21-31 OCT 2019 studio with Powerhouse Company and RED
In this two-week studio, organized in collaboration with Powerhouse Company, we critically explored and uncovered the role of capital in the way our cities and buildings are being shaped. We looked at the city through the lens of global capital in order to understand how we could use that view in order to shape our vision of a better city. We did this by using the classical economic analyses of the city by researching the roles of Property (land and real estate), Labour (in this case, architecture and design) and Capital (finance). During this studio we focused on Rotterdam, which, due to its partial destruction during World War II, has become a rich testing ground for real estate development experiments over the last 70 years. More info here
05-08 OCT 2019 Film & Architecture Studio with AFFR
The first Film & Architecture Studio 'A City of Thousand Steps' offered a comprehensive way to use cinematic language in architecture and urban design. From research, scriptwriting and storyboarding, to filming and post production. The course focuses on learning and understanding the narrative of filmmaking and its application in the design process, a hands-on studio in which participants learned to structure stories and went through all stages of filmmaking. The studio was a condensed course that offers new ways of researching the built environment and turning this research into well-structured and gripping stories. It is a class where participants with various background were introduced to essential elements of filmmaking and learn how to relate these to architecture and the city. You can see some of the video that were produced during the Studio here
24 JUN - 05 JUL 2019 Summer School
The aim of the Summer School was to get a broad understanding of climate change in the US and Europe. To get a sense of how this radically changes the living conditions – the habitat- on the planet and in particular in landscapes affected by fire, floods, erosion, earthquakes and heat, 9 global test sites were confronted with extreme conditions, proposing new coexistence between landscape and architecture. After three weeks of research in the Fisher Centre NY, students from Syracuse School of Architecture came to Rotterdam from 24 June until 5 July 2019, to design and develop new proposals for habitats, and housing in particular, that can handle these extreme conditions. The outcome of the Summer School was presented trough an exhibition in down-town New York City, presenting a global perspective on research and design that challenges the possibilities of our human living condition. An immersive installation that depicts a new world map with adapted geographies, hybrid typologies and Anthropocene ecologies that together represent the “Village of Global Warming."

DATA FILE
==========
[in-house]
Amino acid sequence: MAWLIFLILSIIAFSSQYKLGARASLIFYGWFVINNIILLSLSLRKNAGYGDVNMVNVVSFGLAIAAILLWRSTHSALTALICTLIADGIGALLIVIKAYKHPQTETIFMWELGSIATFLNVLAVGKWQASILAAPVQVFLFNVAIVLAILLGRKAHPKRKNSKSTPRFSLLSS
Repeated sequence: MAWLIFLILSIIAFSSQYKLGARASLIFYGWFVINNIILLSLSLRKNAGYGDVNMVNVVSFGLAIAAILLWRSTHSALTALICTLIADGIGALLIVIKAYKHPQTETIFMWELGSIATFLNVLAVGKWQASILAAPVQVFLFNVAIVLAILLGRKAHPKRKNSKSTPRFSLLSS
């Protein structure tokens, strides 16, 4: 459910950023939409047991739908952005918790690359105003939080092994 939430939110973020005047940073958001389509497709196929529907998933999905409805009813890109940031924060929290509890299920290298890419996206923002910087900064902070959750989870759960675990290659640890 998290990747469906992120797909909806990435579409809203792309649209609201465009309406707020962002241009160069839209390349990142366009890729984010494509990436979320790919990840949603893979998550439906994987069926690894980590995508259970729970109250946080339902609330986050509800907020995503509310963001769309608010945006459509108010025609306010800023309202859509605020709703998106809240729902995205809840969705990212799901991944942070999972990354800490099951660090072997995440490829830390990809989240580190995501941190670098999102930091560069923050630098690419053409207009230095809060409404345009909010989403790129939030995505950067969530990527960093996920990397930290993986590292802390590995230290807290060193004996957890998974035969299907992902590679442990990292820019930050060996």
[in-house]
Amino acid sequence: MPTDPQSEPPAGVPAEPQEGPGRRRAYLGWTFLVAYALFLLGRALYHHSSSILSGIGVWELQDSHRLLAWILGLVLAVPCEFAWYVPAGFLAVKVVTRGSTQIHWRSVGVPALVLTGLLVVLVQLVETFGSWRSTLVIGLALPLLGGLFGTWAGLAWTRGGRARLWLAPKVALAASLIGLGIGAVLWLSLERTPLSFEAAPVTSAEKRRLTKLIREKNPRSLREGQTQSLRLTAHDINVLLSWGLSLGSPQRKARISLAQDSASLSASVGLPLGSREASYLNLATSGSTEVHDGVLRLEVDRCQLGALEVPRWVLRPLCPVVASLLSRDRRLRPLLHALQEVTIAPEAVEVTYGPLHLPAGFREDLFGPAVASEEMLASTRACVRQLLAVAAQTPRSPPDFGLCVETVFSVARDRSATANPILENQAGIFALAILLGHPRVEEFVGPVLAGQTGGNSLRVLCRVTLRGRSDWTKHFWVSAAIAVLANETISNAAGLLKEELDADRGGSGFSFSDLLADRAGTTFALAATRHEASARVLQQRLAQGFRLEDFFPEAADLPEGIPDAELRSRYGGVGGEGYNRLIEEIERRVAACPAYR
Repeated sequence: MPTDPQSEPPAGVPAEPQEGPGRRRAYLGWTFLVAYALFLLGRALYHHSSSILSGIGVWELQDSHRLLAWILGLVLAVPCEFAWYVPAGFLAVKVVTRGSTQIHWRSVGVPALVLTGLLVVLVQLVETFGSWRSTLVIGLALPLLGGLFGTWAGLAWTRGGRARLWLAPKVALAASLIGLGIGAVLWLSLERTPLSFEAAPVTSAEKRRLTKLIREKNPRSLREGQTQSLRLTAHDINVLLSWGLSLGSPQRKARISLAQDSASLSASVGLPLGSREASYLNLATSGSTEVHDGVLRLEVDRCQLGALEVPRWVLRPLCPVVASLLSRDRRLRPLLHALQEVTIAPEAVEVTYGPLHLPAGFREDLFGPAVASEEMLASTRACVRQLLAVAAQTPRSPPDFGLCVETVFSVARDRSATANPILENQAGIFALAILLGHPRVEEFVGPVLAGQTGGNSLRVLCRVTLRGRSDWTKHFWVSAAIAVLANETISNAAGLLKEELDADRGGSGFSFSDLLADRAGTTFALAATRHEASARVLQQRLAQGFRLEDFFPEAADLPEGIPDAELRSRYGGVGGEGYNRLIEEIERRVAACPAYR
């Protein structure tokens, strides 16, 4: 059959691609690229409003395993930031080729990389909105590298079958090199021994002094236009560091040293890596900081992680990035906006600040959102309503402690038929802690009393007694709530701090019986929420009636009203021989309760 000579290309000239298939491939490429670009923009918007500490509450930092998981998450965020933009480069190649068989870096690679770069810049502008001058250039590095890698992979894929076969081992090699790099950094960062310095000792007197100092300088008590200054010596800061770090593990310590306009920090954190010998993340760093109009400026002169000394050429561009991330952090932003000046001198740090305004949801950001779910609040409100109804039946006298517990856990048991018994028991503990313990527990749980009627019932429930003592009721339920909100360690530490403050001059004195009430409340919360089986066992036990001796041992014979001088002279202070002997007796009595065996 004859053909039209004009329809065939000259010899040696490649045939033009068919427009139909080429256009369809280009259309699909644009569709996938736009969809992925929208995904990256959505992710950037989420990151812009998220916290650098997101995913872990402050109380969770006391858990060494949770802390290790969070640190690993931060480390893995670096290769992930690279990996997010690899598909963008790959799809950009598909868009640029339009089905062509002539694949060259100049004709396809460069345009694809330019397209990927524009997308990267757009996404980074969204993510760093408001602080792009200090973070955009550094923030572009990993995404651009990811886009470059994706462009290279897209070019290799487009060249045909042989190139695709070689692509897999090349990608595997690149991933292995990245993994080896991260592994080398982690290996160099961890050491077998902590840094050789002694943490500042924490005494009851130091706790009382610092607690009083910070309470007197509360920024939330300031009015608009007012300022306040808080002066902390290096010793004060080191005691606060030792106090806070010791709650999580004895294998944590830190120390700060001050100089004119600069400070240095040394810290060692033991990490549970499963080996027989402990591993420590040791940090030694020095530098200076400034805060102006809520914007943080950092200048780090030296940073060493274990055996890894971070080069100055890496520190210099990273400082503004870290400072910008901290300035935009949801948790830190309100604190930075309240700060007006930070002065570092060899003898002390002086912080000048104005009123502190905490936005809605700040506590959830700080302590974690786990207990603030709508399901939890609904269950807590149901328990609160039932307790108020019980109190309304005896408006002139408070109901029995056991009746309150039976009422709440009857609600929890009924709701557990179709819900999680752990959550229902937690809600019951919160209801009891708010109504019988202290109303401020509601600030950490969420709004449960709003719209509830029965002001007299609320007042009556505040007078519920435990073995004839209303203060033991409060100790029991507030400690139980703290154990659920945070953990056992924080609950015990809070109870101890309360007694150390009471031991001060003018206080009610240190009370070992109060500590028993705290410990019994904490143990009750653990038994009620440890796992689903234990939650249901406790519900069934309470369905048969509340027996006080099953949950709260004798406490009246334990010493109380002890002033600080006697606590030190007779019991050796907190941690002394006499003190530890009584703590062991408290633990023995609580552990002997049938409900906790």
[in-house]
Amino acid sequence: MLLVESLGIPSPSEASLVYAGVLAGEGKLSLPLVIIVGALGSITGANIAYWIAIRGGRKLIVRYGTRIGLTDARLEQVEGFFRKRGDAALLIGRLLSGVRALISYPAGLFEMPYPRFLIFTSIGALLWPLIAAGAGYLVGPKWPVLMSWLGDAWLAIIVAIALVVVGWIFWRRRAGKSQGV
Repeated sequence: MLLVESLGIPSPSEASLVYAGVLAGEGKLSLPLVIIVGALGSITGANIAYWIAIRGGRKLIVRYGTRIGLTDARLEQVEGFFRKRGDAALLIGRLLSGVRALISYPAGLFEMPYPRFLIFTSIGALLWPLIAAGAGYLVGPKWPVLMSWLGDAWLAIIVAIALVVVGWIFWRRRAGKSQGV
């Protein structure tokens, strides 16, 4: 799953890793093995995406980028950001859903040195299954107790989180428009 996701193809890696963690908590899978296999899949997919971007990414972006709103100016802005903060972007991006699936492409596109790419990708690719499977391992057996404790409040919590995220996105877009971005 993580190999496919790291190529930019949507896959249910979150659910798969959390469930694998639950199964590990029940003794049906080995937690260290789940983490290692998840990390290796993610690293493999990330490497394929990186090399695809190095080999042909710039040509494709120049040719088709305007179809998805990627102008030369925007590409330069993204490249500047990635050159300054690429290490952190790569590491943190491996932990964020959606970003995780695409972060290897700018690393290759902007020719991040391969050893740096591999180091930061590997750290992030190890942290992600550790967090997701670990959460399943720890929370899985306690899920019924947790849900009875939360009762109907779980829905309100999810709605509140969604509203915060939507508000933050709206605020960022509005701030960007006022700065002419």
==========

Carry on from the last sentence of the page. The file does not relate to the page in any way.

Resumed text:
18—25 MAR 2019 Spring School
In our 2019 Spring School we looked at the visible and invisible borders in an urban area that straddles the cities of Rotterdam and Schiedam: Oud/Nieuw Mathenesse. The area has two sharply divided zones: the first is a mid-century housing neighbourhood that has for decades been the destination of migrant workers and other immigrants to find homes, start businesses and families and gradually integrate into the Dutch economy and society. The second is a former harbour area which is going to be redeveloped into innovative and creative urban area. After extensive field research into the area, the participants developed strategies to connect both areas to each other and to achieve a more complete and more integrated migration-driven urbanism. To make a city that keeps different globalised economies and communities together, maximising their mutual benefits and the benefits to the local communities and economy. The results of the spring school were presented to a larger audience trough a spectacular exhibition, made by the participants themselves.